Boston & You & The Police

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Boston & You & The Police

by Ari Armstrong, April 23, 2003

The enigmatic Boston T. Party, author of several popular libertarian books including Boston's Gun Bible and Hologram of Liberty (available at Javelin Press), spoke to an overflow crowd April 16 at CU, Boulder. A guest of Campus Libertarians, Boston reviewed the subject of another of his books, You & The Police!

We live "in a very rare country that has written-down rights," Boston said, but today those rights are under attack. The PATRIOT Act and the so-called PATRIOT II proposal threaten to undermine the Bill of Rights. "The Fourth Amendment is about 80% gone" already, he lamented. Many of the "security" measures imposed after 9/11 aren't actually useful for stopping terrorism, Boston argued, but they condition the public to giving up more of their rights.

Boston discussed two types of laws. Legitimate laws outlaw inherently bad acts (mala en se) such as murder, assault, and theft. Other laws arbitrarily outlaw acts that don't hurt anybody else (and fall within the category mala prohibita). Some police officers use this later type of law "as a crowbar to get into your life," Boston said.

There is an important truth to the claim, "Ignorance of the law is no excuse," Boston continued. But the laws everybody is expected to know are the "basic laws of humanity." In today's legislation-crazy culture, nobody -- not even the legislators and bureaucrats -- can possibly keep track of all the laws. Thus, Boston's advice on how to stay out of trouble with the police is increasingly important.

There are basically three types of cops, Boston said. Good cops focus on keeping the peace and stopping violent crimes. They are "peace officers." Unfortunately, they constitute a minority of police today. As long as you're not hurting anybody else, good cops will generally leave you alone. The rogue cop, on the other hand, cares more about personal power than the law and is willing to bend the law to punish targeted people. "The rogue cop is the total opposite of the peace offer," Boston explained. About the only advice Boston offered for dealing with rogue cops is, "You can beat the rap, but you can't beat the ride." In other words, there's not much you can do to protect yourself from a rogue cop hell-bent on violating your rights.

Most cops, though, are "intimidating cops." "He'll push you" sometimes, Boston said, but he's not going to step too far over the line. "That's the type of officer we're dealing with tonight," Boston told the crowd.

Boston described three levels of contact with the police. At the level of "contact," the police officer is seeking information and doesn't have any reason to think you've committed a crime. At the next level of a stop or detention, the police officer has a "reasonable articulable suspicion" you may be involved in a crime. The cop can require you to stick around for a limited time. The third level of arrest or custody requires "probable cause."

"My goal for you," Boston said, is to remain at the detention level or lower -- preferably not even at the point of contact. He wants to help honest citizens navigate the legion of ridiculous laws out there. He offered a number of common-sense ways to avoid unpleasant interaction with the police.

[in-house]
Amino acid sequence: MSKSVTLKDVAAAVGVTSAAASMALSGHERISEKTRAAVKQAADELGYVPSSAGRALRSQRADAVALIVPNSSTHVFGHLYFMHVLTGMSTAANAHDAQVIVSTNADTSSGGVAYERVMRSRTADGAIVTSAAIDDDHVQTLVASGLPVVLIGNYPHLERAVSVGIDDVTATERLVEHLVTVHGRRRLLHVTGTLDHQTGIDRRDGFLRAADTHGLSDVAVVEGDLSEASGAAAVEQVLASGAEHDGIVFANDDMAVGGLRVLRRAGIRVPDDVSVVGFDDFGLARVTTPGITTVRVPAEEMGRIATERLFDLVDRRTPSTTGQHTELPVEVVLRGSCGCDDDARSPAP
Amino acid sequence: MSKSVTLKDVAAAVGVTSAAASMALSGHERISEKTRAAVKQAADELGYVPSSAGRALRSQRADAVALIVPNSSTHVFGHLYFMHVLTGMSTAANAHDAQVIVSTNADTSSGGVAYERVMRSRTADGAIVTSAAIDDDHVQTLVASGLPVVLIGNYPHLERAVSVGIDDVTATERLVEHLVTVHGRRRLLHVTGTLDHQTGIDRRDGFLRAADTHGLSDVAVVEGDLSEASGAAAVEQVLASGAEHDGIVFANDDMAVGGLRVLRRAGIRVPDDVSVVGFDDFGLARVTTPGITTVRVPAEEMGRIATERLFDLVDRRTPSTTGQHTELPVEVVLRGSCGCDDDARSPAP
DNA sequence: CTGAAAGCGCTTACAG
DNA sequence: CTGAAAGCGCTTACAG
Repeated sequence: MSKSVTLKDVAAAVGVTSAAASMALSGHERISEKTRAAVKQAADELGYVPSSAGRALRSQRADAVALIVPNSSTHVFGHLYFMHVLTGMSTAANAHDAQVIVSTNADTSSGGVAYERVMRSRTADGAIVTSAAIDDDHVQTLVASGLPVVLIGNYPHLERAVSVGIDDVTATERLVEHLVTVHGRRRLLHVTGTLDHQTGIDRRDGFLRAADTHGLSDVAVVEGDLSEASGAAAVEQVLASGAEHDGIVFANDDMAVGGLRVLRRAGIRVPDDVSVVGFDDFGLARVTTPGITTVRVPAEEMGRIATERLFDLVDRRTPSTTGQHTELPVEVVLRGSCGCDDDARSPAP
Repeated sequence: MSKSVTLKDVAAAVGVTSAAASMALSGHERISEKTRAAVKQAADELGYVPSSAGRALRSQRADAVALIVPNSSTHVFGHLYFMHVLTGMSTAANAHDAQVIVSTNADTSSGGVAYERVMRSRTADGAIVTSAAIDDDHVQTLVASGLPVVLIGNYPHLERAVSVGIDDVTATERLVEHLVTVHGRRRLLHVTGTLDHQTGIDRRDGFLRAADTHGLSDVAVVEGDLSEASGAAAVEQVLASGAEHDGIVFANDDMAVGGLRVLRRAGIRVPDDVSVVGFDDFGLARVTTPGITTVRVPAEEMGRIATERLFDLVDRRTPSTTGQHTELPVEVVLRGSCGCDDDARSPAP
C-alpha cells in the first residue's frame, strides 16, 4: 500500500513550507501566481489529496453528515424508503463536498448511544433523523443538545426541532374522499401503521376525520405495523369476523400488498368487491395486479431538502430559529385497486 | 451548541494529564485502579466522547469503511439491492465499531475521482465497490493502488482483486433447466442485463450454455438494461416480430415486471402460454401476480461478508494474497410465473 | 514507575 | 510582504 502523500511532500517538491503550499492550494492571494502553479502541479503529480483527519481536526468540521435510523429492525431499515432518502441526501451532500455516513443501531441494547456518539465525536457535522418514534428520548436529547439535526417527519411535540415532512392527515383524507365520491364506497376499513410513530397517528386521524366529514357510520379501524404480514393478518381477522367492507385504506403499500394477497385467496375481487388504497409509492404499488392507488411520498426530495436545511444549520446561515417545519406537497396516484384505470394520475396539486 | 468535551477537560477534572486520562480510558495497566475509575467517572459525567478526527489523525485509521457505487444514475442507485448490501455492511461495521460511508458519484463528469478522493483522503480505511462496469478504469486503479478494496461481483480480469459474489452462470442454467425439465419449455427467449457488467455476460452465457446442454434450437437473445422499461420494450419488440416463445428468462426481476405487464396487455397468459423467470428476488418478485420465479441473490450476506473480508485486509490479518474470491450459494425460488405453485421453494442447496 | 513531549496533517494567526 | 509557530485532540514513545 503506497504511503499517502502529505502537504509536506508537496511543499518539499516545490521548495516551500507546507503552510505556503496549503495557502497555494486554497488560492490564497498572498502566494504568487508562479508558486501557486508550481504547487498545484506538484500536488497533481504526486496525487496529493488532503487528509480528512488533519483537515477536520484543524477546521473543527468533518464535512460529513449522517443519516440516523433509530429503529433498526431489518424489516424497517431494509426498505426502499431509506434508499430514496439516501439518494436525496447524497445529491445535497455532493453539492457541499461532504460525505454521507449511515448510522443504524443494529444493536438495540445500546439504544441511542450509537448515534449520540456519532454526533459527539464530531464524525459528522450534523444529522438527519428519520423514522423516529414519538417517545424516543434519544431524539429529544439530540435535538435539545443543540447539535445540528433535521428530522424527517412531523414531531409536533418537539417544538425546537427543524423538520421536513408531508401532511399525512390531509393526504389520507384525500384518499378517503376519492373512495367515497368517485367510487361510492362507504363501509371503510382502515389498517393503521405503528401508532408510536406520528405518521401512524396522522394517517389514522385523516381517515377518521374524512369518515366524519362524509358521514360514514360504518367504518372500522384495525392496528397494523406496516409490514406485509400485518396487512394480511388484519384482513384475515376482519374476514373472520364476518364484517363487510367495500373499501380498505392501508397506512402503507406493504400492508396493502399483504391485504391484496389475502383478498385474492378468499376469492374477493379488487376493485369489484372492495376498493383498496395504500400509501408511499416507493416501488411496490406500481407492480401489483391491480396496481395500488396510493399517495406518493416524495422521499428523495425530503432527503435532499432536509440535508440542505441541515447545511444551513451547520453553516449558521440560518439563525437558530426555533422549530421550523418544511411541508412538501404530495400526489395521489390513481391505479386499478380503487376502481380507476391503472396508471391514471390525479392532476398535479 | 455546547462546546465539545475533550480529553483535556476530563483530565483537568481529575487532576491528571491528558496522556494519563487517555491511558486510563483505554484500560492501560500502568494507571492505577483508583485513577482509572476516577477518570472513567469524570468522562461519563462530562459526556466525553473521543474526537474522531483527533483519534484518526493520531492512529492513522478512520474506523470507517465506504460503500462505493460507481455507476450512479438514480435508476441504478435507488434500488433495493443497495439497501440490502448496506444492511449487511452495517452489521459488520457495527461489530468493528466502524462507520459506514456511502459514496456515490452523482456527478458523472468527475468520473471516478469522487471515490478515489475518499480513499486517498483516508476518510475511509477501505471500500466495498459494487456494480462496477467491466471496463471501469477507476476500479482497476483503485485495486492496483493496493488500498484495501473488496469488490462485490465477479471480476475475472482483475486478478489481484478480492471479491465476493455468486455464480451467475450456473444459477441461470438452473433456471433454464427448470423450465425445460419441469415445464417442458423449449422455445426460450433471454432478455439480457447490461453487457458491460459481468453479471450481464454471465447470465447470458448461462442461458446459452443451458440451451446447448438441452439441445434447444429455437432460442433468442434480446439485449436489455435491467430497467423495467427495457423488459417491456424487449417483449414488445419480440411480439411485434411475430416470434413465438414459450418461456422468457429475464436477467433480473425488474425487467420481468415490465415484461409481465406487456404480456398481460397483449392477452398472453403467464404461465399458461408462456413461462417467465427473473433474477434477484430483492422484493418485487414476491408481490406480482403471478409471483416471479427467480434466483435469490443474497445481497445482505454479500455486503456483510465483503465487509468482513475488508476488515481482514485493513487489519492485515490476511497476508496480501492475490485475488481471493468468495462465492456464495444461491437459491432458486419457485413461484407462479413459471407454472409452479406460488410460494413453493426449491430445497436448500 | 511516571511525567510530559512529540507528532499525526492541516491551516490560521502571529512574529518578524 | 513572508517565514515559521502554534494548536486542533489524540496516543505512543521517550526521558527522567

• Above all, don't volunteer information. The police are trained to try to get people to volunteer information. Unless the officer can state a "reasonable articulable suspicion" as grounds to detain you, you are free to go, and you should keep asking if you are free to go. One possibility is simply to talk to your lawyer about it before hand and tell the police officer, "My lawyer directed me not to answer those types of questions." At the point of contact, Boston said, you are within your rights to say, "I appreciate your interest, but I'm busy." He added, there's "no reason to lie to a police officer, because you don't really have to tell them anything." And, "if you're arrested, just shut up... You can't make it any better by talking." (Please note here that I'm not a lawyer and I'm not offering legal advise. I am merely describing a talk. Please consult with a legal professional as the basis of your decisions in dealing with the law.)
  • Don't "consent" to searches! If an officer has probable cause to conduct a search, he won't ask your permission to do so! Again, cops are trained to get people to consent to searches, so you have to be prepared to politely deny the request.
  • Be discrete. If you leave prohibited items out in the open, expect to be searched and arrested. Encrypt information. Lock items in the trunk or another container.
  • Don't be mean or hysterical with a police officer. Be calm, cool, and reticent. (Boston offers many other tips in his book.)

Boston's personal anecdotes often had the crowd in laughter. His talk brought out a lot of people who would not otherwise associate with libertarians. The event was both fun and useful. With Boston as an ambassador, libertarianism is -- if you can believe it -- cool!

At root, it's really pretty simple, Boston said: "If you don't know your rights, you don't have any."

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